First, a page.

by Earl53 in MorgueFile When I was a child, each holiday occupied a place distinctly its own. Gorgeous autumn colors led up to rows of corn shocks in fields depleted by the harvest of luscious ears of the succulent grain, bright orange pumpkins dotted the brown earth, and root vegetables found their way into storage for winter’s hearty meals. On the heels of this seasonal change came Halloween with trick-or-treaters knocking on neighbors’ doors in hopes of finding candied apples and other sweets to add to their burgeoning goody bags. After the treats were consumed and blustery November winds rearranged piles of dead leaves (hopefully into the neighbors’ yards), thoughts turned to Thanksgiving menus and plans for family gatherings. Black Friday didn’t exist, at least by its dark name, and Native Americans, Pilgrims, turkeys, and cornucopias graced school artwork and home decorations. by Earl53 in MorgueFile Following Thanksgiving, merchants and families eased into what is

Build Your Story

Recently I came across some old photos. I think photos can be helpful when you're trying to develop a character. You can also look at the picture and, in your mind, build a story around the people or scenery. I've recently been going through old family photos, deciding which to keep, which to throw away, which to make copies of and send to relatives. I sent some to my nephews, including a picture of their mother, my next older sister, Cathy. It was her high school graduation picture and she was beautiful. I hung my copy up on our wall of family pictures. There are three other pictures I want to make copies of and send out. One is of my oldest sister, Gordonna, and the next sister, Cathy, and me. In one, we're all sitting on the grass. In the other, we're standing and Gordonna's holding me on her shoulder. I also have several pictures of Gordonna by herself. And then there's the youngest sister, Molly. I have pictures of her, too. I came across a picture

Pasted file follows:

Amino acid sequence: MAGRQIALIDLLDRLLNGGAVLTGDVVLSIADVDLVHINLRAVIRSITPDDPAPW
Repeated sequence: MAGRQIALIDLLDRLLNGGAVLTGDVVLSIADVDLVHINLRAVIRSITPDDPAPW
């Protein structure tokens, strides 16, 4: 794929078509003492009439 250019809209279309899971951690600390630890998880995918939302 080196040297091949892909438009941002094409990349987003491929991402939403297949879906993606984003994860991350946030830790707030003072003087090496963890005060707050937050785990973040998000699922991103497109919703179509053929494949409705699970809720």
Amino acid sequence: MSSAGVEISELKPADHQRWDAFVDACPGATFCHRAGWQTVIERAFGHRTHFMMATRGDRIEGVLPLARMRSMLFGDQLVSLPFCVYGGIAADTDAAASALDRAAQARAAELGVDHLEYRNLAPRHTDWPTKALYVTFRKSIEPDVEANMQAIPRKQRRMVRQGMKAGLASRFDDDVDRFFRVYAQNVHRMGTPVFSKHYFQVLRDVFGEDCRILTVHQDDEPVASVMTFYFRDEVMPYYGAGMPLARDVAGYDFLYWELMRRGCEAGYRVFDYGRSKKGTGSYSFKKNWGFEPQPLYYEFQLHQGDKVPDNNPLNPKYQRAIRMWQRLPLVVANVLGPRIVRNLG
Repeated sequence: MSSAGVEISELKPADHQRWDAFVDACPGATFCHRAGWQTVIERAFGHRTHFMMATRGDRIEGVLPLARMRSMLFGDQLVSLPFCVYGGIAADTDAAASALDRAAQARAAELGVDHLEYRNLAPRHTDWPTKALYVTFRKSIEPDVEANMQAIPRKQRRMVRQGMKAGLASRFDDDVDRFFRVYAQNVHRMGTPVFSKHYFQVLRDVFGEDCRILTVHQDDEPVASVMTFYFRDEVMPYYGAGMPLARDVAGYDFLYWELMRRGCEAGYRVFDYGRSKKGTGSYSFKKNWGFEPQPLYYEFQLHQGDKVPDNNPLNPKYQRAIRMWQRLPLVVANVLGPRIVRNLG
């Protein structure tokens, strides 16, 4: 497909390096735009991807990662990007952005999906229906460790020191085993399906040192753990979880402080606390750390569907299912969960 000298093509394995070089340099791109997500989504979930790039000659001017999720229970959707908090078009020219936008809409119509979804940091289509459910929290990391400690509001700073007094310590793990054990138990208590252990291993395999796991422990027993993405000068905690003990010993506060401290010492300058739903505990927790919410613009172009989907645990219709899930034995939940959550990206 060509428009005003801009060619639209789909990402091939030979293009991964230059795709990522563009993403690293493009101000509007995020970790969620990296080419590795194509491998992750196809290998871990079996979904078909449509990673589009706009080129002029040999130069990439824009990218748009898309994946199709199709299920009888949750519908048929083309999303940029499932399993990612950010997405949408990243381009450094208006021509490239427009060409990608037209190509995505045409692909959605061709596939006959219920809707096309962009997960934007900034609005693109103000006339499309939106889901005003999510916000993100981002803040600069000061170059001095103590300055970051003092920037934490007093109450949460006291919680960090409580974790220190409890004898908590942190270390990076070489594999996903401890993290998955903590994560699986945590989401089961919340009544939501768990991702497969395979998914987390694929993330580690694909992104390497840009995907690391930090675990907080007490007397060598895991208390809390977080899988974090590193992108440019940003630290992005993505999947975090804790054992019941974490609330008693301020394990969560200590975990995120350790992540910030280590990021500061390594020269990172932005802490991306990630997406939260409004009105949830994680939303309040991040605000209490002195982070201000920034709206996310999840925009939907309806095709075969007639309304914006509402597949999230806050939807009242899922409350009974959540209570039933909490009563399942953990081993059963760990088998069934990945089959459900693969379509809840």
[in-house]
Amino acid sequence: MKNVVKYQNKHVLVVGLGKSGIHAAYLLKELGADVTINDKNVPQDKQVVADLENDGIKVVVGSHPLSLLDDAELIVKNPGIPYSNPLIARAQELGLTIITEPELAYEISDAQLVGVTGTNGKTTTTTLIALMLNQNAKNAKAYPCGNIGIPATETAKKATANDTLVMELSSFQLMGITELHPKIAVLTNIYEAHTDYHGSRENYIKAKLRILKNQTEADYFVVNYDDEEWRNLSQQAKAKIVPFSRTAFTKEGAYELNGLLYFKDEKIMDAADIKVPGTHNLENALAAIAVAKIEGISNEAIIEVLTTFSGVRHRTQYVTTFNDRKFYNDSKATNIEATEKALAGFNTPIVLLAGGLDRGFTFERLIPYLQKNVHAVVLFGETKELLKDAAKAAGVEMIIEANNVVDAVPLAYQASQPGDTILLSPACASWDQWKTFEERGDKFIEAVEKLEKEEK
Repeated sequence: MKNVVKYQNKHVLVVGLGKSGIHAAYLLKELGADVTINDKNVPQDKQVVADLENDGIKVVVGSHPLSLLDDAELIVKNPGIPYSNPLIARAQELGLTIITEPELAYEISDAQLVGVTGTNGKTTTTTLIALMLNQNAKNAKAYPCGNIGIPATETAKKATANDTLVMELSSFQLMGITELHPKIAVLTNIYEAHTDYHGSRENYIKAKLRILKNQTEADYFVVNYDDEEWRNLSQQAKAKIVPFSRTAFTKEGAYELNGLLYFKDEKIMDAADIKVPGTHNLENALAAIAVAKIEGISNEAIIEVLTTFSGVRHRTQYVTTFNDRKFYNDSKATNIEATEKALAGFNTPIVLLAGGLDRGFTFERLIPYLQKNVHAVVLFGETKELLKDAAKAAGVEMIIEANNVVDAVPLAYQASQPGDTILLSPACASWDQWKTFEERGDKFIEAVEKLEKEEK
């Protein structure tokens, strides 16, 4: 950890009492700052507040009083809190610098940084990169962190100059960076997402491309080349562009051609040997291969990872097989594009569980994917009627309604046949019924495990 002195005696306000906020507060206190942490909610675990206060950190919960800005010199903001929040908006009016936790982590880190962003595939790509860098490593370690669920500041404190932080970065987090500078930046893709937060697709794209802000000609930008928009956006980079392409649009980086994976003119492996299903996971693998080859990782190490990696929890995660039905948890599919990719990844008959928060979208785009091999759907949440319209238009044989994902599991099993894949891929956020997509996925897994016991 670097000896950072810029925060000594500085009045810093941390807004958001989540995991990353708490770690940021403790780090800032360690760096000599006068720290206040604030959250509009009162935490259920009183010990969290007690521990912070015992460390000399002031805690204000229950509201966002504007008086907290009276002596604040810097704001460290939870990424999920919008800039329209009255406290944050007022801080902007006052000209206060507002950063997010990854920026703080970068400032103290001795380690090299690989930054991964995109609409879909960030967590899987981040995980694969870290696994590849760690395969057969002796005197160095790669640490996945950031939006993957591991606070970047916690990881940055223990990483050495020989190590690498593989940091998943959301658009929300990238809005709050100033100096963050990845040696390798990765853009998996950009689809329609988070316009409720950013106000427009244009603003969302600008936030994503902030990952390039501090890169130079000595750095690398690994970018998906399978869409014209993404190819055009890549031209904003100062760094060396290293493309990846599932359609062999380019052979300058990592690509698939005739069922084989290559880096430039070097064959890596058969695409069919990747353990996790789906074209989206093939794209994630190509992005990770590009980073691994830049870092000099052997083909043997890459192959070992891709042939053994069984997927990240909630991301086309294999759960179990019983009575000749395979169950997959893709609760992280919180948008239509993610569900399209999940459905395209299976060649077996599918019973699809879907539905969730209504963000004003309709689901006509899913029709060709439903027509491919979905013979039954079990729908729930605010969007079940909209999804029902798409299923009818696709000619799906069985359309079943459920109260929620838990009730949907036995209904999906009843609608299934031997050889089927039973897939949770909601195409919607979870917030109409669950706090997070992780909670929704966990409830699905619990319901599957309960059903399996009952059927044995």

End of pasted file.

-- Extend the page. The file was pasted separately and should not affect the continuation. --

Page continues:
Time Out For Some Fun

My how the days have flown by. Was it not just last week I posted the fun for October? Here we are into another new month, and I am here to remind you to stop, take a moment for a deep breath or a little chuckle, or both. There are great health benefits to deep breathing and laughter.   This first bit of frivolity is from One Big Happy by Rick Detorie. Ruthie is working on a homework assignment, completing several proverbs:      Seeing is … something you do with your eyes.      If you can't stand the heat … move to the North Pole.      A man who is his own lawyer …doesn't have to send himself a bill.      It's never too late to …microwave a snack.      The squeaky wheel gets ….on your nerves.      If you make your bed. sure nobody's in it.      Give the devil …a firecracker and RUN!      No news …is better than no comic strips. Oh, my. What would we do without the comics? This next one is from Shoe by Gary Brookins and Susie McNally.

War, Research, and TMI